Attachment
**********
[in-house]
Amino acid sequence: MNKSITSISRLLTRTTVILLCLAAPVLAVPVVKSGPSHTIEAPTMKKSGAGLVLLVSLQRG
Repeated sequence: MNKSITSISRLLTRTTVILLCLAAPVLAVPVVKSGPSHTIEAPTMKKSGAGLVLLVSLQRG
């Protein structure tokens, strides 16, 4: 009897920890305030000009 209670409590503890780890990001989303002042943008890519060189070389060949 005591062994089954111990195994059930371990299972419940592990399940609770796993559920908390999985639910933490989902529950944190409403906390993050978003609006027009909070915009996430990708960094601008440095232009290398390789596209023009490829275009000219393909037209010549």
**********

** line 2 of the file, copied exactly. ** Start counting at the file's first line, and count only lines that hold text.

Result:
Amino acid sequence: MNKSITSISRLLTRTTVILLCLAAPVLAVPVVKSGPSHTIEAPTMKKSGAGLVLLVSLQRG